One has to imagine that conceptualizing a shark attack scene must be relatively easy. There’s a reason that these animals have (unfairly, as any marine biologist will tell you) become such evergreen villains in nature thrillers, and the basic cinematic architecture of an attack scene hasn’t changed all that much since “Jaws.” But the scariest part of a shark attack is the element of surprise, and for that to work, a shark film faces its toughest challenge: thinking of something for its potential chum to do in the moments when a shark is not attacking them.
This is a challenge that is poorly met by Martin Wilson’s “Great White,” a paint-by-numbers shark survival slog which strands five people on an inflatable life raft besieged by a hungry fish. Though boasting a few adequate action sequences, and foregoing the more gonzo schlockiness of peer projects like “The Meg” and “Shark Night,” the film’s human characters make for drab company, leaving one with little to do but admire the scenery, waiting for dinnertime.
After an obligatory prologue in which a pair of yachters are torn asunder by a shark, we’re introduced to our central quintet, led by triage nurse Kaz (Katrina Bowden) and seaplane pilot Charlie (Aaron Jakubenko) – a couple who run an adventure tourism business along with stoic cook Benny (Te Kohe Tuhaka). The two have been dealing with money problems, which look to become exacerbated even further when Kaz tells Charlie she has a child on the way. A temporary financial lifeline arrives with a last-minute booking from a wealthy couple: Michelle (Kimie Tsukakoshi), the haunted granddaughter of a famous shipwreck survivor, and her husband Joji (Tim Kano), a financial analyst who is scarcely given a single line of dialogue that does not make you want to punch him in the face.
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Taking a seaplane to the auspiciously named nearby island Hell’s Reef, the party discovers the remains of a shark attack victim. Against the advice of Joji, they explore the nearby ocean looking for other survivors, only for the plane itself to sink, leaving all five marooned in an inflatable life raft, hundreds of miles from shore. It’s here that the film settles into its languid rhythm, with interminable scenes of paddling – so much so that you might find yourself distracted by comparing the actors’ various paddling techniques, and critiquing their paddling form – interspersed with dull plot-driving conversations and occasional worries that the shark might “still be out there.” And of course it is; there wouldn’t be much of a movie without it. The great white itself is of variable visual quality, usually looking just fine for a project of this budget, although it does hurt a bit that our first full glimpse of the beast may be the silliest in the whole film. Cinematographer Tony O’Loughlan’s outdoor lensing is quite lovely, however, and the aquatic scenes never betray their water-tank origins.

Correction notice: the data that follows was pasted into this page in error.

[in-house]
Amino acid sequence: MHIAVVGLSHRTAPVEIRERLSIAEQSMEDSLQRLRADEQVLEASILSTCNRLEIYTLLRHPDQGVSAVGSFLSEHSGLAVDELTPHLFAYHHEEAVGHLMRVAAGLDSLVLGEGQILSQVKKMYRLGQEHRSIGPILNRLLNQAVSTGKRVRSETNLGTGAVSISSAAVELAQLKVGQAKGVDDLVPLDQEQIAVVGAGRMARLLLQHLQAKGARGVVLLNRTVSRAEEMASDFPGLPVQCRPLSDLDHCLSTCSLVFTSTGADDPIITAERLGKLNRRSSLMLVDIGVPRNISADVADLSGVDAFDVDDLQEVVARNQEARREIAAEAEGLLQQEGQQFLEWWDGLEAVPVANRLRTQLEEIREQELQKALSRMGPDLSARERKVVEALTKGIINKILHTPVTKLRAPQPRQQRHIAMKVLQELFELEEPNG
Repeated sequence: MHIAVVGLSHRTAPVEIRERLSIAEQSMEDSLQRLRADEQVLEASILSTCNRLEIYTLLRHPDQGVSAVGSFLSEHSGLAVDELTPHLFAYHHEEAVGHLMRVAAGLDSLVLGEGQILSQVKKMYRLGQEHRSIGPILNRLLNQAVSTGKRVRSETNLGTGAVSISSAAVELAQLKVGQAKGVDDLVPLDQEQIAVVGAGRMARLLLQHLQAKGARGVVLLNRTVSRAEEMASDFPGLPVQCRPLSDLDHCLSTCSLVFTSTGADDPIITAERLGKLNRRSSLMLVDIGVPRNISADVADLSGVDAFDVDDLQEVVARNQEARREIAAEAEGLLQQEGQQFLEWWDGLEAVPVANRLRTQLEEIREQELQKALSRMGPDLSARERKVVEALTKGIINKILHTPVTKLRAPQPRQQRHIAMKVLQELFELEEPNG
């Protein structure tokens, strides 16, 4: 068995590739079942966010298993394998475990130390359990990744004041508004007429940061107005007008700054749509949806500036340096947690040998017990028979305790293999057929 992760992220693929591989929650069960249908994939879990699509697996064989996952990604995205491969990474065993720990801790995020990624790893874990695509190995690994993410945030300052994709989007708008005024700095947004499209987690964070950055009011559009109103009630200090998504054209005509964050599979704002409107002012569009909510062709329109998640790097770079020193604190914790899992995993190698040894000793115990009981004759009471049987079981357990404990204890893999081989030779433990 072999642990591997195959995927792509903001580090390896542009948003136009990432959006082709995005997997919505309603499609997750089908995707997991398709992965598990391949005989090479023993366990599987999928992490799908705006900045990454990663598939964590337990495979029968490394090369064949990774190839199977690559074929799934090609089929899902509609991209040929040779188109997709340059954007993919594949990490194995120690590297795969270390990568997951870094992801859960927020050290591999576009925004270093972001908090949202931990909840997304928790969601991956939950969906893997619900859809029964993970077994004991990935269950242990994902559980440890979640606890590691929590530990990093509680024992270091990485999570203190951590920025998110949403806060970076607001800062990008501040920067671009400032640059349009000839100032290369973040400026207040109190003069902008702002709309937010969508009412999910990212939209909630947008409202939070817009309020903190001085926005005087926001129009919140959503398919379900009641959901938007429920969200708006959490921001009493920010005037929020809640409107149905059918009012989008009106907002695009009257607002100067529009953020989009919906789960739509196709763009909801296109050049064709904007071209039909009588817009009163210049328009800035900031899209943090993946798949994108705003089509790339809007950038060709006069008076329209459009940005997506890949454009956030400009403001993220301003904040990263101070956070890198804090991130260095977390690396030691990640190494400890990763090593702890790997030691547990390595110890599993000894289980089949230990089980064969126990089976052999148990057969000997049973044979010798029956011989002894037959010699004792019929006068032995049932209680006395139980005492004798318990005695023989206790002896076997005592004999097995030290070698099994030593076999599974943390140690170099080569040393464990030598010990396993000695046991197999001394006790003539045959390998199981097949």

And frankly, that ought to be enough. Nice scenery, a passable shark, pretty people marooned at sea – no one’s asking the filmmakers to reinvent the wheel here. But its insistence on treading such familiar waters without finding any new angles gives the whole exercise a desultory feel. Sharks rarely linger in barren oceans for long, they instinctively know to seek out more fertile territory. One wishes this film had done the same.
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